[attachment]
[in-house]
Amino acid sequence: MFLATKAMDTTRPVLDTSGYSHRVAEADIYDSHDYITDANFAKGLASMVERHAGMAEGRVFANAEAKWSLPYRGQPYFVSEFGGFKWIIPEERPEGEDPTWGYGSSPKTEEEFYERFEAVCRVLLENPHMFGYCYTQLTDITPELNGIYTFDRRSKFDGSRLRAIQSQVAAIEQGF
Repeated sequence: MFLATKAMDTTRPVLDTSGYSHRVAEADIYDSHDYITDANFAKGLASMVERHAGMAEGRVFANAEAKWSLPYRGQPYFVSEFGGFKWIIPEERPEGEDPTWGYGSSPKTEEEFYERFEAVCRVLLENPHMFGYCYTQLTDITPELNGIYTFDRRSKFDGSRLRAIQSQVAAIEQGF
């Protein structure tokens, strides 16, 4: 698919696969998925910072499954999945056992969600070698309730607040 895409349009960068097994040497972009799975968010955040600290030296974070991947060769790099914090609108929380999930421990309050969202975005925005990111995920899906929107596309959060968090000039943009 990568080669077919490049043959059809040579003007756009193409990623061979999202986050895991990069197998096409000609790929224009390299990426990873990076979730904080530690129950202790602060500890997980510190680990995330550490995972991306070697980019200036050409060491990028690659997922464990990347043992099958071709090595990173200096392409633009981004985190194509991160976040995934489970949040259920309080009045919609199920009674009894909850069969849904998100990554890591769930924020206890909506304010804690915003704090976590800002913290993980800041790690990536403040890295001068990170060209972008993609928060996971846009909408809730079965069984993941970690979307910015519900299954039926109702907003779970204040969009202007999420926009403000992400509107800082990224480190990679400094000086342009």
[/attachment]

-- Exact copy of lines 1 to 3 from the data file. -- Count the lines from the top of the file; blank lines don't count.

[in-house]
Amino acid sequence: MFLATKAMDTTRPVLDTSGYSHRVAEADIYDSHDYITDANFAKGLASMVERHAGMAEGRVFANAEAKWSLPYRGQPYFVSEFGGFKWIIPEERPEGEDPTWGYGSSPKTEEEFYERFEAVCRVLLENPHMFGYCYTQLTDITPELNGIYTFDRRSKFDGSRLRAIQSQVAAIEQGF
Repeated sequence: MFLATKAMDTTRPVLDTSGYSHRVAEADIYDSHDYITDANFAKGLASMVERHAGMAEGRVFANAEAKWSLPYRGQPYFVSEFGGFKWIIPEERPEGEDPTWGYGSSPKTEEEFYERFEAVCRVLLENPHMFGYCYTQLTDITPELNGIYTFDRRSKFDGSRLRAIQSQVAAIEQGF